42 It is fitting that Luke, who throughout his gospel stresses Jesus’ conscious fulfillment of the purposes of God, should now emphasize Jesus’ concern for the will of God. “If you are willing” (ei boulei, v. 42) is absent from Matthew and Mark at this point, though they do have the rest of v. 42.
As in Matthew 20:22 and Mark 10:38, Jesus uses the “cup” as a metaphor of his imminent passion. Some, however, have imagined that this metaphor implies that Jesus faced death with less bravery than others have faced it. (But to shrink from a painful death is not necessarily cowardice; the highest bravery may consist in being fully cognizant of impending and agonizing death and yet to embrace it voluntarily.) At any rate, it has been suggested that the cup Jesus feared was that he might die from the strain he was under before he could willingly offer himself on the cross. But this view fails to recognize that Jesus would not have been as concerned with the physical pain of his death as with the spiritual desolation of bearing our sin and its judgment on the cross (2 Co 5:21; 1 Pe 2:24). Moreover, in the OT the wrath of God expressed against sin was sometimes referred to by the metaphor of a “cup” (e.g., Ps 11:6, where the NIV translates kôs as “lot” rather than “cup”; cf. Ps 75:8; Isa 51:17; Jer 25:15–17).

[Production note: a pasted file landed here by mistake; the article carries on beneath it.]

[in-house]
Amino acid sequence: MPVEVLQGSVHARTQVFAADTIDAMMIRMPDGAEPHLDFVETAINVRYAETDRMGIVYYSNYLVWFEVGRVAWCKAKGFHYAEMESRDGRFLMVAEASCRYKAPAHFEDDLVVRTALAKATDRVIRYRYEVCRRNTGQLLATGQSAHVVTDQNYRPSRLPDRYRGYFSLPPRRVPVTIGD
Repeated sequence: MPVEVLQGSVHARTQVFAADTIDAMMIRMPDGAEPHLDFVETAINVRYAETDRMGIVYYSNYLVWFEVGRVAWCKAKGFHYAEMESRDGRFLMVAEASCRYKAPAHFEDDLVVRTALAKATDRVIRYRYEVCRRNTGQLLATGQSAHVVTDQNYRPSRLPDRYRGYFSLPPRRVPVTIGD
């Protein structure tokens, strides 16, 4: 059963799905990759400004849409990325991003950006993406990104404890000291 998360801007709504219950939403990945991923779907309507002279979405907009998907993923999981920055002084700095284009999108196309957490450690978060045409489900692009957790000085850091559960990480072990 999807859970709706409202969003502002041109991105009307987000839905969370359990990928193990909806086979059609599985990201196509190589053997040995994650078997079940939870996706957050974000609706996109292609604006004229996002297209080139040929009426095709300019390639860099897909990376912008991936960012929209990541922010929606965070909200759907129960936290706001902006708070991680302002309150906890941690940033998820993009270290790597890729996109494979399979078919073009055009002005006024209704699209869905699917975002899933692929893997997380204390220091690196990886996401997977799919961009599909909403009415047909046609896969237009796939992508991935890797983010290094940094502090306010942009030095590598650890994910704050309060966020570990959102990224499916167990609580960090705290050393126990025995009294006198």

22:42 / this cup: The cup metaphor carries the ot idea of destiny (see Isa. 51:17, 22; Jer. 25:15; Ps. 16:5). We are given an important glimpse of Jesus’ humanity in this utterance.